I have a very complicated love/hate relationship with my alma mater. On one hand, I never actually wanted to go there in the first place. AU was my safety school and I guess nobody's really like, "HURRAY!!! WE'RE GOING WITH PLAN C!!!!" On the other hand, once I actually got there, I slowly realized that most of my new friends were smarter than me and it felt like maybe I should pipe down, feel lucky to be there, pick up a book and learn some shit. But then again, the giant bureaucratic circle jerk that is the AU administration made my life hell, and I loathed the average AU kid; or "WONKS", as I believe they're called now. (We just called them "ASSHOLES" in my day, but those were simpler times, weren't they?) But on the other hand, I met most of my favorite people at AU. Alex, Helena, Laura, both Andrews, Ex Co-Blogger Eddie, Ashleigh, Lara, College Roommate Danielle, Rachel, Dan, Jenna, Carl—all AU Eagles. But do I feel like I got an education there that I couldn't have gotten for significantly less money at UMD? Not really. See? I waver. But god forbid I hear someone talk shit about AU or I'm all up in their face with more glowing statistics about our academics and rankings than an admissions counseler on crack.
A few months ago (I think?) I was at a party or something talking with some friends of a friend (I know this intro sounds incredibly vague, but then again I don't remember an entire week of October. During these trying times, you're just going to have to bear with me,) and one of them asked me where I went to school. "Oh, I went to AU," I replied. Two of the girls instantly turned to each other and burst into laughter.
"Sorry, we don't mean to laugh, it's just we have this inside joke with our friends that AU is a fake school." That's when I gave her a look that clearly conveyed, "I have a liver full of three glasses of Robert Mandovi and a hot Irish temper—shall we dance?" and the other started to back-peddle.
"Well, I mean, we know it's a real school. It's just we used to drive by it on Mass every morning on our way to work and we never saw anybody walking around there. So we had this joke that nobody actually went there and it was like just some big conspiracy or something."
Now, from the amount of shit I talk about AU on a daily basis, you'd think I'd be like, "Ha ha, yeah, well, it might as well have been a fake school from the education I got," or something, but instead I freaked out all, "OH, I'M SORRY, BUT WE DON'T GO TO CLASS IN THE MIDDLE OF MASSACHUSETTES AVENUE LIKE A PACK OF WILD STREET URCHINS ROAMING THE CITY, PICKING UP BITS OF KNOWLEDGE AND HOT DOG SCRAPS WHEREVER WE CAN—WE HAVE AN INTIMATE CAMPUS TUCKED AWAY FROM PRYING EYES. THAT'S RIGHT, A CAMPUS IN THE CITY. IT'S THE BEST OF BOTH WORLDS. AND IT'S A GORGEOUS CAMPUS, BY THE WAY. OUR FRIEDHEIM QUAD WAS DESIGNED BY FREDERICK LAW OLMSTEAD, DESIGNER OF A LITTLE SOMETHING CALLED CENTRAL PARK. EVER HEARD OF IT? YEAH. THOUGHT SO. EVER HEARD OF JUDGE JUDY OR GOLDIE HAWN? YEAH, TOKEN ALMUNAE. NO BIG DEAL. SO I RECCOMEND YOU SPEND LESS TIME MAKING INSIDE JOKES AND MORE TIME TRYING NOT TO SUCK MY DICK SO HARD."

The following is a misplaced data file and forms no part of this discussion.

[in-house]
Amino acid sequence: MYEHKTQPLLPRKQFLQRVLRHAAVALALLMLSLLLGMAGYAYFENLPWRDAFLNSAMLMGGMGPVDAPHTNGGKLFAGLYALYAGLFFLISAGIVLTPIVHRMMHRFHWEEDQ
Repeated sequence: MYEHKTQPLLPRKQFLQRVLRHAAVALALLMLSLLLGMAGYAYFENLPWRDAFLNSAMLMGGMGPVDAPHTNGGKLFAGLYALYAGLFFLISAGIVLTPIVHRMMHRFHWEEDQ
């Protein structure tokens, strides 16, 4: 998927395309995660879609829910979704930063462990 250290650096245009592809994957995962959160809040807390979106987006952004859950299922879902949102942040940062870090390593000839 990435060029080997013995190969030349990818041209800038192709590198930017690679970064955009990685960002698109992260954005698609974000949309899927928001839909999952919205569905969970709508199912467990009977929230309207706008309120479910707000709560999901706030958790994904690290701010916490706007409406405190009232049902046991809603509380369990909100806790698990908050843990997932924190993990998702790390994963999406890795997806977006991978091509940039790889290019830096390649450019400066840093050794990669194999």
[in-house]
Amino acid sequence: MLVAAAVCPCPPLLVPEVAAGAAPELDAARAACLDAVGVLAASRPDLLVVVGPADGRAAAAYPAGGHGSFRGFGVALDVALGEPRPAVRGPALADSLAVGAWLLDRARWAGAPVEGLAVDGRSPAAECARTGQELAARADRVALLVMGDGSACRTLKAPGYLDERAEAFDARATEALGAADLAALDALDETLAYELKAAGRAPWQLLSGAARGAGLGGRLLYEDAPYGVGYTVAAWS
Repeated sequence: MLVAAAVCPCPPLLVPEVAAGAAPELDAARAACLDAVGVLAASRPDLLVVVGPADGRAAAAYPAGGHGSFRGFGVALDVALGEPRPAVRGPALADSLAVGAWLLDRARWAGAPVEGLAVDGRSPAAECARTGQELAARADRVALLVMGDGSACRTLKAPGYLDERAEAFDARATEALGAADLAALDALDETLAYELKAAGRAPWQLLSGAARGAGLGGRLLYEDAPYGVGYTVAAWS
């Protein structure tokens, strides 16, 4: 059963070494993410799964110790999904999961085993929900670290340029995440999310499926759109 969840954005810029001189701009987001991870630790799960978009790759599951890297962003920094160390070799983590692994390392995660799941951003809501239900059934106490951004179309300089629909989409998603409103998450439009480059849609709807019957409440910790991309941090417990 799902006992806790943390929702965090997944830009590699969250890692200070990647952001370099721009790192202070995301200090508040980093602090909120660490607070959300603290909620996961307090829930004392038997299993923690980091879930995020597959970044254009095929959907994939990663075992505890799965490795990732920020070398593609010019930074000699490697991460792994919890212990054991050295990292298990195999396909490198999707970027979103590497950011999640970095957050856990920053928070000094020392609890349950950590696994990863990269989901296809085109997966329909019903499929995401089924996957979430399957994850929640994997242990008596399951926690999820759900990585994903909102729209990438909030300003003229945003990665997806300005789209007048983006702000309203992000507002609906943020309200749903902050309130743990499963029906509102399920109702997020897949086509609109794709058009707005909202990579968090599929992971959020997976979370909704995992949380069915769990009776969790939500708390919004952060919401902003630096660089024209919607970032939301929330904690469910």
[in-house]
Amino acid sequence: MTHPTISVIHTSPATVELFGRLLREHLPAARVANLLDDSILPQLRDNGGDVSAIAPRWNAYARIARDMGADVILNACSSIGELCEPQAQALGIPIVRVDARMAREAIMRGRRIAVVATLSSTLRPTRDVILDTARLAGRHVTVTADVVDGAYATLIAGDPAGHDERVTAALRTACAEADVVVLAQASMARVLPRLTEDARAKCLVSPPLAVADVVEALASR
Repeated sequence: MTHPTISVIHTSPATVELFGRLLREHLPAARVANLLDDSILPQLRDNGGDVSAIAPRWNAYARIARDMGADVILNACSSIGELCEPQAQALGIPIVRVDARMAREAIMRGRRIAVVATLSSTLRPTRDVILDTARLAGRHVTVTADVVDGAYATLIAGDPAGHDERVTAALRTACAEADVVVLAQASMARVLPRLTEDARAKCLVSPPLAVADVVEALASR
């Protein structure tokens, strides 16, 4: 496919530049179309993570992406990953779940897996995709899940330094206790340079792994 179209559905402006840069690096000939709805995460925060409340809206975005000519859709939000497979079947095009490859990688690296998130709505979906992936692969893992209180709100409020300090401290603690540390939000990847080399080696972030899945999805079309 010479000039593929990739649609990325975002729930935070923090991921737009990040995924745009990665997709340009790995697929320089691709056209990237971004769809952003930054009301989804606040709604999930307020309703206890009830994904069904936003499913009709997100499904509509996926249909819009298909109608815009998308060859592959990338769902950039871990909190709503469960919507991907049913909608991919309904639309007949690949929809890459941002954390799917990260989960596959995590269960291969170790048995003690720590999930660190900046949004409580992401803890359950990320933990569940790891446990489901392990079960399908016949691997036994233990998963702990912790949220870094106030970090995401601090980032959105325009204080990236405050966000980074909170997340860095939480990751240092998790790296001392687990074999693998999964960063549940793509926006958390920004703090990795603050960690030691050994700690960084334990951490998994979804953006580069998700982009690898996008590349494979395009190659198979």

And then six hours later and I was back to making "the Harvard of Spring Valley" jokes.
But there's one aspect of AU that I have never, and will never waver on: the food. (Slightly predictable, I know.) The food at AU is delicious, and it certainly made those four years more do-able. I remember when I was a senior in high school looking through Princeton Review books, the little "at-a-glance" survey for AU was always like:
Liquor is popular
Drugs are popular
Most students smoke
Most students are unhappy
The food is amazing. But like, stupid amazing.
And that's when I said, "Sign this girl up."
Helena was over one night a few months ago and we started talking about how much we missed college and how our sophomore year was the best year ever, and we miss the food and OH MAN—REMEMBER TDR THANSKGIVING??!!